US8065397B2 (en) 2006-12-26 2011-11-22 Axeda Acquisition Corporation Managing configurations of distributed devices
CN101236513B (en) * 2007-01-30 2012-07-18 阿里巴巴集团控股有限公司 Distributed task system and distributed task management process
WO2009032711A1 (en) * 2007-08-29 2009-03-12 Nirvanix, Inc. Policy-based file management for a storage delivery network
US8201219B2 (en) * 2007-09-24 2012-06-12 Bridgewater Systems Corp. Systems and methods for server load balancing using authentication, authorization, and accounting protocols
US8301776B2 (en) * 2007-11-19 2012-10-30 Arris Solutions, Inc. Switched stream server architecture
JP5169178B2 (en) * 2007-11-29 2013-03-27 ソニー株式会社 Content delivery method in the distribution server and distribution server
US20090259736A1 (en) * 2008-04-15 2009-10-15 Juniper Networks, Inc. Label-based target host configuration for a server load balancer
US8103824B2 (en) * 2008-04-17 2012-01-24 International Business Machines Corporation Method for self optimizing value based data allocation across a multi-tier storage system
US7797426B1 (en) 2008-06-27 2010-09-14 BitGravity, Inc. Managing TCP anycast requests
US7925760B2 (en) * 2009-03-18 2011-04-12 International Business Machines Corporation Achieving at least substantially constant processing request throughput within environment having varying resource availability
JP5417944B2 (en) * 2009-04-02 2014-02-19 ソニー株式会社 Distribution server, a content distribution method in the distribution server, content distribution system and a content distribution method
US8296458B2 (en) * 2009-08-24 2012-10-23 At&T Intellectual Property I, Lp Adaptive routing of content requests using multiple anycast addresses
WO2011049500A1 (en) * 2009-10-23 2011-04-28 Telefonaktiebolaget Lm Ericsson (Publ) A method and arrangement in a communication network for selecting network elements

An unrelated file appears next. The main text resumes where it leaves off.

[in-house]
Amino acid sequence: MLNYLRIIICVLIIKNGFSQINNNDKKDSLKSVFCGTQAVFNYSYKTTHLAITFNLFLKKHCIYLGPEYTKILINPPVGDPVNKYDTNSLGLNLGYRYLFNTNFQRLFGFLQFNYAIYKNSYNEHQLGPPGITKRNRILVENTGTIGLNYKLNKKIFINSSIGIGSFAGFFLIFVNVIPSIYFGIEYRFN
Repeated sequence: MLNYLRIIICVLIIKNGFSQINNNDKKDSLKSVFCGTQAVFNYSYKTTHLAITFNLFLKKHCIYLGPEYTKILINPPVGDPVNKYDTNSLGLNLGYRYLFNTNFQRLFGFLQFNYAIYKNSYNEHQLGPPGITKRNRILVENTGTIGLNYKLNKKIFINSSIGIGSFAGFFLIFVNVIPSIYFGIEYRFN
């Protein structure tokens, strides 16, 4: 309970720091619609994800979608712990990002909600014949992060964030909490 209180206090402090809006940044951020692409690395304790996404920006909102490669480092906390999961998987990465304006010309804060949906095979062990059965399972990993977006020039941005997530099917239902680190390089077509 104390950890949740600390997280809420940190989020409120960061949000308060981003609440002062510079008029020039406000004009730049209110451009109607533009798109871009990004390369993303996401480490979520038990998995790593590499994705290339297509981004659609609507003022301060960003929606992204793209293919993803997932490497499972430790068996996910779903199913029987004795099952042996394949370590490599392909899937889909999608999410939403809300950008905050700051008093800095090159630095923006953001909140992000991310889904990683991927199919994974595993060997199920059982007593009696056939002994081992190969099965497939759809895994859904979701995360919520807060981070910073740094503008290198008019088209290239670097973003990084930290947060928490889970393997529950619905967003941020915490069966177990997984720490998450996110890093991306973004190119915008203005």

GB2477513B (en) * 2010-02-03 2015-12-23 Orbital Multi Media Holdings Corp Redirection apparatus and method
JP2011172021A (en) * 2010-02-18 2011-09-01 Nec Corp Cache server control device, content distribution system, method of distributing content, and program
JP5556498B2 (en) * 2010-08-17 2014-07-23 富士通株式会社 Management device, a file server system, processing method and management program
US8755283B2 (en) * 2010-12-17 2014-06-17 Microsoft Corporation Synchronizing state among load balancer components
US8612550B2 (en) 2011-02-07 2013-12-17 Microsoft Corporation Proxy-based cache content distribution and affinity
US9705977B2 (en) * 2011-04-20 2017-07-11 Symantec Corporation Load balancing for network devices
US8959222B2 (en) * 2011-05-19 2015-02-17 International Business Machines Corporation Load balancing system for workload groups
US8805990B2 (en) 2012-07-12 2014-08-12 Microsoft Corporation Load balancing for single-address tenants
US20140052807A1 (en) * 2012-08-17 2014-02-20 Hon Hai Precision Industry Co., Ltd. Server and method for controlling sharing of fans
CN103629132B (en) * 2012-08-20 2016-09-14 国网浙江桐庐县供电公司 Fan sharing control system and method
US9152458B1 (en) * 2012-08-30 2015-10-06 Google Inc. Mirrored stateful workers
US9246998B2 (en) 2012-10-16 2016-01-26 Microsoft Technology Licensing, Llc Load balancer bypass
US20140359131A1 (en) * 2013-05-28 2014-12-04 Convida Wireless, Llc Load balancing in the internet of things
US20150169624A1 (en) * 2013-12-13 2015-06-18 BloomReach Inc. Distributed and fast data storage layer for large scale web data services
US9148454B1 (en) * 2014-09-24 2015-09-29 Oracle International Corporation System and method for supporting video processing load balancing for user account management in a computing environment
US9166897B1 (en) 2014-09-24 2015-10-20 Oracle International Corporation System and method for supporting dynamic offloading of video processing for user account management in a computing environment